30. A method for laying out a logic design as in Claim 29 in which said first function is F + D(c) - U(c), and said second function is F + (2 * (D(c) - U(c))).
PCT/US1993/004892 1992-06-04 1993-05-27 Timing driven method for laying out a user's circuit onto a programmable integrated circuit device WO1993024895A2 (en)

Priority Applications (2)

Application Number Priority Date Filing Date Title
US89450092A true 1992-06-04 1992-06-04
US894,500 1992-06-04

Applications Claiming Priority (2)

Application Number Priority Date Filing Date Title
JP50067794A JP3737104B2 (en) 1992-06-04 1993-05-27 The method of timing-driven to place the user circuit to programmable integrated circuit devices
EP93911389A EP0643855A4 (en) 1992-06-04 1993-05-27

Publications (2)

Publication Number Publication Date
WO1993024895A2 true WO1993024895A2 (en) 1993-12-09
WO1993024895A3 WO1993024895A3 (en) 1994-02-17

Family

ID=25403162

Family Applications (1)

Application Number Title Priority Date Filing Date
PCT/US1993/004892 WO1993024895A2 (en) 1992-06-04 1993-05-27 Timing driven method for laying out a user's circuit onto a programmable integrated circuit device

Country Status (4)

Country Link
US (1) US5521837A (en)
EP (1) EP0643855A4 (en)
JP (1) JP3737104B2 (en)
WO (1) WO1993024895A2 (en)

Cited By (1)

* Cited by examiner, † Cited by third party
Publication number Priority date Publication date Assignee Title
EP0722146A1 (en) * 1995-01-11 1996-07-17 International Business Machines Corporation Method for minimizing the time skew of electrical signals in very large scale integrated circuits

Families Citing this family (126)

* Cited by examiner, † Cited by third party
Publication number Priority date Publication date Assignee Title
US5648913A (en) * 1993-03-29 1997-07-15 Xilinx, Inc. Frequency driven layout system and method for field programmable gate arrays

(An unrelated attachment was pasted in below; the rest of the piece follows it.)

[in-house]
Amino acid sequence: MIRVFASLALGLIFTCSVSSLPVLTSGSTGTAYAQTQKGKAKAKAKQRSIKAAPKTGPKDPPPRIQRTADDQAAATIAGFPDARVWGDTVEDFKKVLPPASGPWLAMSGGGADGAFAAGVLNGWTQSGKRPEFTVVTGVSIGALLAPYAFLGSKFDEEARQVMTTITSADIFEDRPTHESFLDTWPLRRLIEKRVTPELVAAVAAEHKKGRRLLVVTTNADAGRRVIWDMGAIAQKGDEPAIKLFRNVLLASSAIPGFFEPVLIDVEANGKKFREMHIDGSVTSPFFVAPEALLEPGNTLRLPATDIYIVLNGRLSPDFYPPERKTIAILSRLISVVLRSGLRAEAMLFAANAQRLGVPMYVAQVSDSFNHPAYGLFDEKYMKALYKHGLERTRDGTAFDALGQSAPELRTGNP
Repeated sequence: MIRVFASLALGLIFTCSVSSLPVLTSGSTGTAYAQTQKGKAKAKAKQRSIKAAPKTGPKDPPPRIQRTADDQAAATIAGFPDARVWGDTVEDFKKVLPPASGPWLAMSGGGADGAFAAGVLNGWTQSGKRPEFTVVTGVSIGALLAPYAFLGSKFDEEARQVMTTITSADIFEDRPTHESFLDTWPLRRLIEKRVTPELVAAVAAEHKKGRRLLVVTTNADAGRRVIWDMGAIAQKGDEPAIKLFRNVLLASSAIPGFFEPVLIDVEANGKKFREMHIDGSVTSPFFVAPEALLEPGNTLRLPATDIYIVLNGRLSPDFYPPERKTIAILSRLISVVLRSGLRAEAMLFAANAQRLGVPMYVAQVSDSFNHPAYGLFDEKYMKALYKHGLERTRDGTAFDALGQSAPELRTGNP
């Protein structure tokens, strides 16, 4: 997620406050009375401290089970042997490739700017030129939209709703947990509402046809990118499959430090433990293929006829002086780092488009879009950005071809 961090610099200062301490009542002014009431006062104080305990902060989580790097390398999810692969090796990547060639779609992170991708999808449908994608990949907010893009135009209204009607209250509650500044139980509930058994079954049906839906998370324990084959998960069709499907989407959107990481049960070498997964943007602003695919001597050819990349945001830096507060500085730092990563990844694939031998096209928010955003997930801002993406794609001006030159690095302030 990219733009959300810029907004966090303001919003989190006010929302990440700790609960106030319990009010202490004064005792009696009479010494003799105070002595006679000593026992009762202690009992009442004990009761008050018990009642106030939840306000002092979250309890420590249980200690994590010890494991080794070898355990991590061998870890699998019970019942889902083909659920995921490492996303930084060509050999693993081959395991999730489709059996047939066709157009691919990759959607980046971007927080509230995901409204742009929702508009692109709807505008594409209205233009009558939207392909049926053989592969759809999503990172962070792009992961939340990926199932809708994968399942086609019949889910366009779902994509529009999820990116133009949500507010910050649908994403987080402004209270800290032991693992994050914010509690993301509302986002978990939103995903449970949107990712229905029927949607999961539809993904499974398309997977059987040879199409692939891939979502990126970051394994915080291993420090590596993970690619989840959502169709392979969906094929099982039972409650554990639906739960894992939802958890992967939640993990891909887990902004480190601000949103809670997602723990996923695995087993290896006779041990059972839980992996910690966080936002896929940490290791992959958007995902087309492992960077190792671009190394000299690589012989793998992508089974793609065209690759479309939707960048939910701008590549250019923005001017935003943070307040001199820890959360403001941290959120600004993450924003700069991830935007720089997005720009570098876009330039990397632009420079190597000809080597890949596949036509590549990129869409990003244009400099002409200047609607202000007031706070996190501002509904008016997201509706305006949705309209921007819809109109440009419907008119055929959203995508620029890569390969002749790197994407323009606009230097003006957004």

JP3210172B2 (en) * 1994-05-13 2001-09-17 富士通株式会社 Delay Racing error list output device
US5774371A (en) * 1994-08-03 1998-06-30 Matsushita Electric Industrial Co., Ltd. Semiconductor integrated circuit and layout designing method for the same
US5661663A (en) * 1995-03-24 1997-08-26 Lsi Logic Corporation Physical design automation system and method using hierarchical clusterization and placement improvement based on complete re-placement of cell clusters
US5856927A (en) * 1995-05-01 1999-01-05 Vlsi Technology, Inc. Method for automatically routing circuits of very large scale integration (VLSI)
US5898595A (en) * 1995-05-26 1999-04-27 Lsi Logic Corporation Automated generation of megacells in an integrated circuit design system
US5726902A (en) * 1995-06-07 1998-03-10 Vlsi Technology, Inc. Method and apparatus for characterizing timing behavior of datapaths for integrated circuit design and fabrication
US5764532A (en) * 1995-07-05 1998-06-09 International Business Machines Corporation Automated method and system for designing an optimized integrated circuit
US5751596A (en) * 1995-07-27 1998-05-12 Vlsi Technology, Inc. Automated system and method for identifying critical timing paths in integrated circuit layouts for use with automated circuit layout system
US5659717A (en) * 1995-07-31 1997-08-19 Altera Corporation Methods for partitioning circuits in order to allocate elements among multiple circuit groups
US5943242A (en) * 1995-11-17 1999-08-24 Pact Gmbh Dynamically reconfigurable data processing system